In William Shakespeare's "Sonnet #18", he compares his feelings towards nature to his beloved. Shakespeare talks about the beauty of a summer day and how it is beautiful to him. He has strong feelings towards the summer's never ending beauty and compares it his love for one particular person.
Shakespeare believes that summer is "...more lovely and more temperate.." than any other time of the year. He compares his beloved to a summer's day by simply saying, "Shall I compare thee to a summer's day?" He explains how he feels about the summer by his descriptive feelings shown in his writing. Shakespeare compares his beloved to the "...eye of heaven..." He expresses his love is eternal and never changing to that of "...nature's changing course untrimmed. But thy eternal summer shall not fade..."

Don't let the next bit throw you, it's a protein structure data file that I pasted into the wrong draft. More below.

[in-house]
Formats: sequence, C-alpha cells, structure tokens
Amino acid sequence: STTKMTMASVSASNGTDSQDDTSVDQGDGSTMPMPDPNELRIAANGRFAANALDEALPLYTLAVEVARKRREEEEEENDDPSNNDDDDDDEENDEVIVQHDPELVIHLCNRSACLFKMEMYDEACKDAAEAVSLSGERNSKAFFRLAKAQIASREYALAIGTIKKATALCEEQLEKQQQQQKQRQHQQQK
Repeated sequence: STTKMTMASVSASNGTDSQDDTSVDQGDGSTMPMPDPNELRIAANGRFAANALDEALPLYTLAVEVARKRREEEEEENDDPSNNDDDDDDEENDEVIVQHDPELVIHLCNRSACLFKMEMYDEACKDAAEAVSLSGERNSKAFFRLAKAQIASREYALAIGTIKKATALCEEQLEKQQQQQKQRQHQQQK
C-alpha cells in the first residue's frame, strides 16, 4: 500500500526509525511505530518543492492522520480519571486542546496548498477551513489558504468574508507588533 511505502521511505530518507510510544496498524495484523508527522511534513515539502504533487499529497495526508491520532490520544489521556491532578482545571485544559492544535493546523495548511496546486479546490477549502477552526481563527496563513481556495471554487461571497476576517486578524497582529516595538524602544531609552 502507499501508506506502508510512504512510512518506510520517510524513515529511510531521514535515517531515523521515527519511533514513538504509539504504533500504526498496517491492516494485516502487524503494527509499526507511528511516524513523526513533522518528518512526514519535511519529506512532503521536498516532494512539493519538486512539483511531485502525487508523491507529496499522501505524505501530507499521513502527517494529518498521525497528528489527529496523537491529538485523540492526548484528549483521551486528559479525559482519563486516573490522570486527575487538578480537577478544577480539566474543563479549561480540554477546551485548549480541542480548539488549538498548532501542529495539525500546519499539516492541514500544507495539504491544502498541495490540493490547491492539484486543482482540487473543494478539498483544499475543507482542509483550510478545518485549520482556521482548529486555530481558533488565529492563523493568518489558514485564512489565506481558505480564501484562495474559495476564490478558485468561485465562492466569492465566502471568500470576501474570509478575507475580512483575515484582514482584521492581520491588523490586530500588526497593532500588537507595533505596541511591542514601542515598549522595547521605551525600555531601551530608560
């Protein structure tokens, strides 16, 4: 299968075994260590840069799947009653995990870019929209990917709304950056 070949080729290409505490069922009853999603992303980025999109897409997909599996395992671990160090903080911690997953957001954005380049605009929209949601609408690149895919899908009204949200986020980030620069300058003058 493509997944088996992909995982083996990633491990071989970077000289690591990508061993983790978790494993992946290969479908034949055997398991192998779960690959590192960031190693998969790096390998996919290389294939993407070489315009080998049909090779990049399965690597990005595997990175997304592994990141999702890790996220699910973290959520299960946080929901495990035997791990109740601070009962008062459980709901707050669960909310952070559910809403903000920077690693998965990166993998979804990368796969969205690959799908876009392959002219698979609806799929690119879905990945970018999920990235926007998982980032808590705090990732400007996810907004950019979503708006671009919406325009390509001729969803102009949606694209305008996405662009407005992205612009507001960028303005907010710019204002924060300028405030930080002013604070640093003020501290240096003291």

Shakespeare feels that "...summer's lease hath all too short a date.." Like his feelings of his beloved the "...eternal
summer shall not fade, nor lose possession of that fair thou owest." Shakespeare does not want his feelings for the summer or his beloved to ever end. He remarks that "death brag thou wander'st in his shade, When in eternal lines to time thou grow'st." Shakespeare is saying here that like winter tries to end the beauty of a summer's day, other interfering object will try to end his feelings of his beloved, but instead of ending his love, it will make it only grow stronger. Shakespeare feels that "so long as men can breathe, or eyes can see..." his love for his beloved for forever be eternal, and will never die.